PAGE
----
[Read the complete story in the print edition]

Worlds apart: Victory Day in Kiev and Donbas

Sputnik International

IN CONTRAST to Moscow, Minsk, and a slew of other cities throughout the former Soviet Union, including Ukraine’s own wayward Donetsk and Lugansk republics, Kiev marked Victory Day in a lowkey and characteristically “anti-Soviet” way, featuring black marshals’ uniforms, a sterile background and the red and black poppy in place of the Soviet star.

The official ceremony before Kiev’s “Mother Motherland” monument was attended by Ukrainian President Petro Poroshenko, and featured 500 servicemen marching past a stage after taking an oath to serve Ukraine. The modest parade also featured Ukrainian, Estonian, Lithuanian, Polish, and Jordanian military orchestras, along with two British bagpipers.

In a stark contrast to Kiev, the resource-starved but spirited populations of the Donetsk and Lugansk People’s Republics were out in full force, Soviet symbology and all.

Donetsk’s parade featured 1,500 personnel, including its most famous volunteer fighters, along with 30 pieces of heavy equipment, including tanks, armoured cars and artillery, decorated with the Ribbon of St. George and the red star.

[Read the complete story in the print edition]

Features

Our right to be Marxist-Leninists

by Fidel Castro

In commemoration of the 70th anniversary of the Great Patriotic War, the historic leader of the Cuban Revolution expresses his profound admiration for the heroic Soviet people who provided an enormous service to humanity.

THE 70TH anniversary of the Great Patriotic War will be commemorated the day after tomorrow, 9th May. Given the time difference, while I write these lines, the soldiers and officials of the Army of the Russian Federation, full of pride, will be parading through Moscow’s Red Square with their characteristic quick, military steps.

Lenin was a brilliant revolutionary strategist who did not hesitate in assuming the ideas of Marx and implementing them in an immense and only partly industrialised country, whose proletariat party became the most radical and courageous on the planet in the wake of the greatest slaughter that capitalism had caused in the world, where for the first time tanks, automatic weapons, aviation and poison gases made an appearance in wars, and even a legendary cannon capable of launching a heavy projectile more than 100 kilometres made its presence felt in the bloody conflict.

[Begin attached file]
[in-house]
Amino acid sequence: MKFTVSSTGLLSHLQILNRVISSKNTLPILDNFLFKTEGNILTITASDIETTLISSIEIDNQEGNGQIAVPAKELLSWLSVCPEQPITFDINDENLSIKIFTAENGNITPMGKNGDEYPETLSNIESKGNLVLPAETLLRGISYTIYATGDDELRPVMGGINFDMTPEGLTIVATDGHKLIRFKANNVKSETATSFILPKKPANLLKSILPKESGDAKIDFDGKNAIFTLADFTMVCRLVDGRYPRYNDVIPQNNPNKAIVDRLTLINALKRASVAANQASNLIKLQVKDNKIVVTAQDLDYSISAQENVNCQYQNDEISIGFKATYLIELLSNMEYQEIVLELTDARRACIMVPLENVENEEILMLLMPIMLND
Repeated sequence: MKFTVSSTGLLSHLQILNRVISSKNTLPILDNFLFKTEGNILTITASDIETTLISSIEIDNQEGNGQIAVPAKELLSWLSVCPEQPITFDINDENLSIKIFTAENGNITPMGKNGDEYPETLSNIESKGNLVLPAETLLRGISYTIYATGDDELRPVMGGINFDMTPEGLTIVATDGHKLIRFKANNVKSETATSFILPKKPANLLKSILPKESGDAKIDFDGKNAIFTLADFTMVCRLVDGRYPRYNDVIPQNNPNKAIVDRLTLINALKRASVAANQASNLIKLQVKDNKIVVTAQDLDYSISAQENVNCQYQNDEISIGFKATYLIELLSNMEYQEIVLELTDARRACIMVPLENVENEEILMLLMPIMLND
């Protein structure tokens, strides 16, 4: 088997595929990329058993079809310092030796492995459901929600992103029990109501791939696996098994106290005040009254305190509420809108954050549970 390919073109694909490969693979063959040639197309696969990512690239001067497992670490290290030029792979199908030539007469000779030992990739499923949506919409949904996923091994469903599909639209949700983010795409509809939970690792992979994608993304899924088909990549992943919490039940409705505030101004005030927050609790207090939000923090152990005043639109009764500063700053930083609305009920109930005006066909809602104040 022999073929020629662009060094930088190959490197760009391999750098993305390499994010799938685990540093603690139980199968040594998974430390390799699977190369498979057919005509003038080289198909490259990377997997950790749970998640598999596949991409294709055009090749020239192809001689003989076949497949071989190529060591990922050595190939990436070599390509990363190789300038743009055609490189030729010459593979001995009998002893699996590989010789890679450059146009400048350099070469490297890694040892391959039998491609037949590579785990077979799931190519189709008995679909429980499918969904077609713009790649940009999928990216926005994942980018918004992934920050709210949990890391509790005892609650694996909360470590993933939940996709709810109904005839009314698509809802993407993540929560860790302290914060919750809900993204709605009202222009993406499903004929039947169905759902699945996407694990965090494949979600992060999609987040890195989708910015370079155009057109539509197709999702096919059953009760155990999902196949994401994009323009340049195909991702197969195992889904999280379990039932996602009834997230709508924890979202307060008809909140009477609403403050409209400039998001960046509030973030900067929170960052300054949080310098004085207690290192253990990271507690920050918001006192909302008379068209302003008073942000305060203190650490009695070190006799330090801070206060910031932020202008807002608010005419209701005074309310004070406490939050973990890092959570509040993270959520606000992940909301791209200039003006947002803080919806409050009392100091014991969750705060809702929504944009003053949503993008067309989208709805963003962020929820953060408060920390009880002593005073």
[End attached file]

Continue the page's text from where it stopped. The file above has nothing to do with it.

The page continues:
[Read the complete story in the print edition]

Neo-Nazis, Trident and ancient gods

by Rob Gowland

THE REHABILITATION and glorification of wartime Nazis and Nazi collaborators grows apace. Previously most prominent in the Baltic States and Hungary, its latest manifestation is in that hotbed of revived fascism: Ukraine.

The country’s Nato- backed parliament, the Rada, has passed a law recognising the collaborationist Nazi puppet force, the so-called “Ukrainian Insurgent Army” (UPA) as fighters for independence! The UPA, like all the other puppet armies the Nazis set up in the countries they occupied, was made up of pro-fascist elements who thought that by joining with the Hitlerites they would be on the winning side, and would share in the spoils. They were particularly hostile on those of their own people who dared to fight the Nazis, so they were used as concentration camp guards and for punitive actions against the anti- fascist partisans.

The UPA’s Ukrainian Nazis were responsible for killing between 100,000 and 130,000 Polish civilians and from 5,000 to 10,000 Ukrainian civilians in Volhynia and Eastern Galicia, but in an extraordinary slap in the face, the neo-fascist regime in Kiev passed the new law only hours after Poland’s President, Bronislaw Komorowski, had visited the Rada and called for reconciliation between the Polish and Ukrainian people.

[Read the complete story in the print edition]

Generals in Germany say ‘No’ to war with Russia

by Peter Wolter

APPROXIMATELY 100 generals of the National People’s Army (NVA) of the German Democratic Republic, which was disbanded 25 years ago, have reacted to the Ukraine crisis with a peace appeal to the general public. The appeal’s immediate impulse is the celebration of the 70th anniversary of liberation from German fascism. Among the signatories are two former defence ministers, three highest level generals, 19 lieutenant generals and 61 major generals, and several admirals.

“The majority of the signatories have witnessed the Second World War at the front,” former East German Defence Minister Theodor Hoffmann said on 5th May in Berlin at the presentation of the call made by “Soldiers for Peace”.

[Read the complete story in the print edition]